10
Dec

Fort Dodge’s Live Ones: Mack Hurlbut

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The Fort Dodge Messenger: Dec. 10, 1906

Fort Dodge’s Live Ones: Mack Hurlbut

No more appropriate classification of Mack Hurlbut, who is shown in the above sketch, could be made than to place him among Fort Dodge’s live ones. Mack is a live wire at all times and stands with the men who make Fort Dodge a town that has to be handled with rubber gloves.

Every man has a few characteristics that make him different from his fellows; without them humankind would be as a flock of sheep, “black or white” would be our only distinguishing point. Mack, in the making, was given enough of these points and characteristics to make him a distinctly original and individual person. In short they are, first of all brains, pluck, aggressiveness, true business instinct, executive ability,  unlimited energy and an attractive personality.

The numerous years that Mack has spent in Fort Dodge, during the biggest and best jewelry stores which time he has build up one of the in Iowa, have demonstrated these points to every resident of the city. For the benefit of those who haven’t sized up, through mere observation we will go into detail a little.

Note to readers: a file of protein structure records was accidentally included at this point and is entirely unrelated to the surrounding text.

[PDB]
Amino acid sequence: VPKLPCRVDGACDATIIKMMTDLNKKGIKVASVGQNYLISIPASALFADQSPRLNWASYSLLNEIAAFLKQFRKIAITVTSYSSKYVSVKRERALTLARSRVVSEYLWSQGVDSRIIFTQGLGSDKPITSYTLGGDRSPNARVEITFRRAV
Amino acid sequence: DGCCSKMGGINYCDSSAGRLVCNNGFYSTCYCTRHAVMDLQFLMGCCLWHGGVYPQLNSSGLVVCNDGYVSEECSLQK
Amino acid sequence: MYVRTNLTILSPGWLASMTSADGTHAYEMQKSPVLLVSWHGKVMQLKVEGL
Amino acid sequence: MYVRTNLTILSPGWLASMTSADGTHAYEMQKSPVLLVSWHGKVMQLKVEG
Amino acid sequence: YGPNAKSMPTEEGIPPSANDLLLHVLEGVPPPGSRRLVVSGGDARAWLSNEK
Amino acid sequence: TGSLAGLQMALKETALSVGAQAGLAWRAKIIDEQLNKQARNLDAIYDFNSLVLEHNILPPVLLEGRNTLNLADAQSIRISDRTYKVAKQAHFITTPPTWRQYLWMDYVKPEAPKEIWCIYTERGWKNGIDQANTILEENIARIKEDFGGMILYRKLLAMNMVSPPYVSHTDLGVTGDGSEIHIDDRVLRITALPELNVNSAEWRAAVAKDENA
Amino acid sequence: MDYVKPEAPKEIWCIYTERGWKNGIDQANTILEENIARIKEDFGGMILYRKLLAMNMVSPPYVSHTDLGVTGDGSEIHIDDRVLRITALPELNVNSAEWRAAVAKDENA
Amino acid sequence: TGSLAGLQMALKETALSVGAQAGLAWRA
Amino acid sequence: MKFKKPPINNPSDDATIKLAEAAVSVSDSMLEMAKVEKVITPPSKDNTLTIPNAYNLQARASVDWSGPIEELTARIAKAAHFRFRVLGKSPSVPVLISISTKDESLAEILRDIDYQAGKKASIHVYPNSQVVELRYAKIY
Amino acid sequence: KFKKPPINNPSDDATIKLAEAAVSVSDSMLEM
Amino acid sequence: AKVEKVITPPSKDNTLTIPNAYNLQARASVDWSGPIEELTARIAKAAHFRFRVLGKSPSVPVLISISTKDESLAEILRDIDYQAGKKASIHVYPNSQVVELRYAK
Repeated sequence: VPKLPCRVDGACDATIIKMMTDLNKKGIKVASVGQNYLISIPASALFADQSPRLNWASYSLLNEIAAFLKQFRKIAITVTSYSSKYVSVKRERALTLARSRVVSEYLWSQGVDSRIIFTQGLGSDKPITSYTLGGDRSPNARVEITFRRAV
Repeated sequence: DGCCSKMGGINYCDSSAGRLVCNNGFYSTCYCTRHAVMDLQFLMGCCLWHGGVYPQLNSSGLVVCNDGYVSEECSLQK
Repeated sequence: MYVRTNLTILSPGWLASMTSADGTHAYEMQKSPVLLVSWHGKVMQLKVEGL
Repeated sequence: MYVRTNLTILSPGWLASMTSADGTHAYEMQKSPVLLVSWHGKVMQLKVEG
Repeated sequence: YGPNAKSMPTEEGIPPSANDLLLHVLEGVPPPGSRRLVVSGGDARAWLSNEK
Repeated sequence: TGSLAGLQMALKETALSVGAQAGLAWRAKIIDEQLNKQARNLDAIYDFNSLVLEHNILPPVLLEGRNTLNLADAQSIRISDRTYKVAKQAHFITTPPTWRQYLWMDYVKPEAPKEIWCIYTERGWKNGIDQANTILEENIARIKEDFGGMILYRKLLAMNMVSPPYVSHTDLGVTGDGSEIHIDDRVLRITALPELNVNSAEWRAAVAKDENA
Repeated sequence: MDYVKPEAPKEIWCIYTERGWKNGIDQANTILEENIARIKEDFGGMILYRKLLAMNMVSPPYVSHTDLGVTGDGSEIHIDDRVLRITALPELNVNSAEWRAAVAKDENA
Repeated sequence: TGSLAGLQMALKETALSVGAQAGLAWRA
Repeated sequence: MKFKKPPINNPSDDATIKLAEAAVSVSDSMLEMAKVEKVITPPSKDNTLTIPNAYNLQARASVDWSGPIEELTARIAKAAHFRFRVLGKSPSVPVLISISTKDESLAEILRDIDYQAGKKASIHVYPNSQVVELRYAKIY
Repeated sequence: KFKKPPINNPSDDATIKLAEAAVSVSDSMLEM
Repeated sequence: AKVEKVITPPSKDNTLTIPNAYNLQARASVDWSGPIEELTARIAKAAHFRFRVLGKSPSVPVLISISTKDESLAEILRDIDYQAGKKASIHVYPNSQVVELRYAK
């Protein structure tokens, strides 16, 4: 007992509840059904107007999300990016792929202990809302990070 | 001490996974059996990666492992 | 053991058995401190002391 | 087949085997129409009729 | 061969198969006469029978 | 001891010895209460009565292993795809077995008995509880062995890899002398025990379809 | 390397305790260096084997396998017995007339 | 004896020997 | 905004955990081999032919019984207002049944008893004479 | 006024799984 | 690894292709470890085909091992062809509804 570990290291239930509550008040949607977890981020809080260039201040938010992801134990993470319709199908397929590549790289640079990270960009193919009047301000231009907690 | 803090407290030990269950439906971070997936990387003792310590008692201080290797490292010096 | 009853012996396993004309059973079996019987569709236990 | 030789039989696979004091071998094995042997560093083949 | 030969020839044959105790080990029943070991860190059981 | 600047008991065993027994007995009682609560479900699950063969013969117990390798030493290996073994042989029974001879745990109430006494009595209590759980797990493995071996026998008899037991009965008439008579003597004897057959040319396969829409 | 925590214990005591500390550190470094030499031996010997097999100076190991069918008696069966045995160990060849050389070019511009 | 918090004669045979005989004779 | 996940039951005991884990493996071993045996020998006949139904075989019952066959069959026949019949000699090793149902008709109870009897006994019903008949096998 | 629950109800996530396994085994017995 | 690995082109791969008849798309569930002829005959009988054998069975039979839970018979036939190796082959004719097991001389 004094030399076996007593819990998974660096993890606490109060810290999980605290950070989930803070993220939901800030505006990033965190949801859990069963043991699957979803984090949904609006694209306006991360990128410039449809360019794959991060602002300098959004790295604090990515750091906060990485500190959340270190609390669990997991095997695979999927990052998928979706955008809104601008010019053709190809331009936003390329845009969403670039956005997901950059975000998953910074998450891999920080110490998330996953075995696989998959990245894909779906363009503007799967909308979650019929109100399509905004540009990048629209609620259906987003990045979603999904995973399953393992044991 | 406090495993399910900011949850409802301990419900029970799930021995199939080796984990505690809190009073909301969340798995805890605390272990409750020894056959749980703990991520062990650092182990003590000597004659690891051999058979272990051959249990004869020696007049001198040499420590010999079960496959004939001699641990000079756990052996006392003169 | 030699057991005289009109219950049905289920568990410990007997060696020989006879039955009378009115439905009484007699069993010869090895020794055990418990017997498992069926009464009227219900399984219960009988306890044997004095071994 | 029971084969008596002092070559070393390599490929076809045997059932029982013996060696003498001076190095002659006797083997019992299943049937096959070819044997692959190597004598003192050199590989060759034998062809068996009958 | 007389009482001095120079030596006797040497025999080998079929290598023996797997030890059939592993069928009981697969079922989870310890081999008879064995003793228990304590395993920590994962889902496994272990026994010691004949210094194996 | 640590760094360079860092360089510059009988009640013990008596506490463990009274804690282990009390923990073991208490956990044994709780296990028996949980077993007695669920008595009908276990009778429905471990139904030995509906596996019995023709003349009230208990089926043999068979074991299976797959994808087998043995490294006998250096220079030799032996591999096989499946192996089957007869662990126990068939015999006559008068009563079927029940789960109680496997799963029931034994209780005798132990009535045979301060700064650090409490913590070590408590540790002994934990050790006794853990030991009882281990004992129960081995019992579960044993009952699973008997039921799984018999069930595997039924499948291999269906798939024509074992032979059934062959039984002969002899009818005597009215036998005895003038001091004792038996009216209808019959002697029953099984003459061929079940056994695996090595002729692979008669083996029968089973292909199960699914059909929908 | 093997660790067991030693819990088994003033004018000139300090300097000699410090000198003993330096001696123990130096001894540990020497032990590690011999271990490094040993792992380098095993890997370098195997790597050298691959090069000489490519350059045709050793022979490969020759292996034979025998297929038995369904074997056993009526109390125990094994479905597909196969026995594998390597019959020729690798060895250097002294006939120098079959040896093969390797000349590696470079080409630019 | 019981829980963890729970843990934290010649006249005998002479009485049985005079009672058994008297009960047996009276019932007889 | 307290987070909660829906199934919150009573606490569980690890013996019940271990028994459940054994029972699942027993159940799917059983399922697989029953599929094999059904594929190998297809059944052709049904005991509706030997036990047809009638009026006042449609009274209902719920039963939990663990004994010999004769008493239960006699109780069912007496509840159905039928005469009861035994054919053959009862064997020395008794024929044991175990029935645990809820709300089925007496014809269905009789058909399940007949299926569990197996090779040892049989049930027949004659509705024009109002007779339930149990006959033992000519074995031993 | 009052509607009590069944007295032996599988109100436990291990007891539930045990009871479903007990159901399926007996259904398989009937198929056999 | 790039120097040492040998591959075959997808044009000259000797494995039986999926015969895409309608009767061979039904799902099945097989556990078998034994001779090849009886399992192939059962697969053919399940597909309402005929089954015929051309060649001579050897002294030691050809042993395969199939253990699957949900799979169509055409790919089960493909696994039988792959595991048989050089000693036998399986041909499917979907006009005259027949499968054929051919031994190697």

One needs only to enter Mack’s store on Central Avenue to see the result of his brains. Its arrangement, perfect to detail, proclaim them on every hand. As to his pluck – it is a byword with all who know him. Ask the burglars who broke his window and rifled it last year, and whom he doggedly pursued with wily schemes and hounded with detectives, about his pluck. His aggressive spirit shows in every business move for continual push is, and always has been, his policy. For true business instinct and executive ability he have only to look back and recall a vision of a long-legged and thin, raw boned boy sitting on a stool learning to repair watches, then note his present condition, to see the exercise of these two abilities. Unlimited energy tells its tale in his own watchword “sleepless and restless.”